Tuesday, September 28, 2010

The Castle of Otranto - Horace Walpole

Book: The Castle of Otranto
Author: Horace Walpole
Narrator: Tony Jay
Format: Audio Book from the Library
Published Date: 1764

I just finished listening to Horace Walpole's classic gothic novel The Castle of Otranto.  It's considered the first gothic novel in the English language.  Back in 1764, Walpole must have been a character.  He first claimed that he found this manuscript, printed in 1529 and translated it.  Later on, after it became widely popular did he say "ha ha I actually wrote it" or something like that.  Wow, that so wouldn't fly today.

What did I think of this novel?  Eh.  I first picked it up because it's a classic gothic novel perfect for the R.I.P. V Challenge.  It's also on my ongoing challenge to read the 1001 Books to Read Before You Die.  But I was a little disappointing.  At first I was enthralled but then it just drooped off.  It kind of reminded me of Hamlet...but not as good.

Anyway, here's the story:

Manfred and Hippolita are lord and lady of castle Otranto.  They have two children: Matilda and Conrad.  Conrad is scheduled to be married to lady Isabella in haste because Conrad is a pretty sickly boy.  However, on the day of the wedding, Conrad is crushed and killed by a giant helm (I Googled it and it seems to be a giant helmet worn by a knight).  Now without an heir, Manfred decides to pressure Isabella into marrying him.  He makes a silly plea that Hippolita and him should get a divorce because they are cousins or something of the sort (reminds me of Henry VIII does it not?).  Isabella flees the castle and is helped in her escape by a peasant who happens to be handsome and well versed.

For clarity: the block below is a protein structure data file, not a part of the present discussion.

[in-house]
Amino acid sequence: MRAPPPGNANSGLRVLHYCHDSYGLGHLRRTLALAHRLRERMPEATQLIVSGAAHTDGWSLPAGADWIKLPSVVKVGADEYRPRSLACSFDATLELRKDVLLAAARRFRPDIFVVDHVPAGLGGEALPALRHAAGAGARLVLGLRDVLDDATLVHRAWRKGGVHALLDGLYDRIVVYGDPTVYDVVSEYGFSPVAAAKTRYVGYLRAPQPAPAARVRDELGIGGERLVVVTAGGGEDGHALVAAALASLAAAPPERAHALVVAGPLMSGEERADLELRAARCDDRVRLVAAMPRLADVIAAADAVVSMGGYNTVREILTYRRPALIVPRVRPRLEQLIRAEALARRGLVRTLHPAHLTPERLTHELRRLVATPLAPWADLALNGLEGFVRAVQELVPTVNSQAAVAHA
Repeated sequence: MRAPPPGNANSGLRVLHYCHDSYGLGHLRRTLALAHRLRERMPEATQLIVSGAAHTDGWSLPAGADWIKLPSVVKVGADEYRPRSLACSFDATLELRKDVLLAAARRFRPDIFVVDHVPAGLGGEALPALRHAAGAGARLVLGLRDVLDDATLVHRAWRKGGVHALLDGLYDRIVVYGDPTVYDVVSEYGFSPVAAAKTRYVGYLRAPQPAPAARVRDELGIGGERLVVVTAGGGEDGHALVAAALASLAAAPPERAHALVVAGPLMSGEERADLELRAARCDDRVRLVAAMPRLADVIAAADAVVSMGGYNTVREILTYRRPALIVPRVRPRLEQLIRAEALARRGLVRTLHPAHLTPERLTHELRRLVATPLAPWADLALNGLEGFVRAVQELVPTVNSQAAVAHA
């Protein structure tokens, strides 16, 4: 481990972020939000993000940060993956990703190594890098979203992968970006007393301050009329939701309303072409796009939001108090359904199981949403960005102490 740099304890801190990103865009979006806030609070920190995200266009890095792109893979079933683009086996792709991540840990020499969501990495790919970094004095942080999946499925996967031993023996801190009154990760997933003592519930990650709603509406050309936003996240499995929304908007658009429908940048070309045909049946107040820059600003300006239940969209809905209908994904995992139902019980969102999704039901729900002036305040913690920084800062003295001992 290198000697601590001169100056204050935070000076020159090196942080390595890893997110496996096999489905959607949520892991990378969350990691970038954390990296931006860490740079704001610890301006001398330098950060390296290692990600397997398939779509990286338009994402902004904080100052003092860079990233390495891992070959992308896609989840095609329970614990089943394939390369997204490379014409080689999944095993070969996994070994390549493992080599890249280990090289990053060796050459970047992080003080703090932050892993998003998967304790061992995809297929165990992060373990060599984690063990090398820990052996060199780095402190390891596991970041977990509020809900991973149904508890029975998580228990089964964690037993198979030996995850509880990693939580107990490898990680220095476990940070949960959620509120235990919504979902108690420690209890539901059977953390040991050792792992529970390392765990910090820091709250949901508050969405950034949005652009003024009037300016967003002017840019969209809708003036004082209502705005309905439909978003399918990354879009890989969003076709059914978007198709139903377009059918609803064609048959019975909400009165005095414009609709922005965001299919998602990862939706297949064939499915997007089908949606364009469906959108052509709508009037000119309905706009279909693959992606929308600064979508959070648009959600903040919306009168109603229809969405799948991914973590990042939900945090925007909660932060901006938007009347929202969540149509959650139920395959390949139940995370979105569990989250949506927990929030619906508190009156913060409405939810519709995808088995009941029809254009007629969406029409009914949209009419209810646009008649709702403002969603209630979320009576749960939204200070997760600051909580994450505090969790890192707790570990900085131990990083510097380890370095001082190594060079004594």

Ok there is a bit more left to the plot but I'd be giving away the whole story.  Up through Isabella's flight I was all for the story.  But after that it got a little predictable, slow, and well...eh.   There are a few supernatural things - ghostly figures, paintings and sounds but not enough for me to enjoy it.

Also Reviewed by:

Books I Done Read
Age 30+ A Lifetime of Books
Things Mean a Lot

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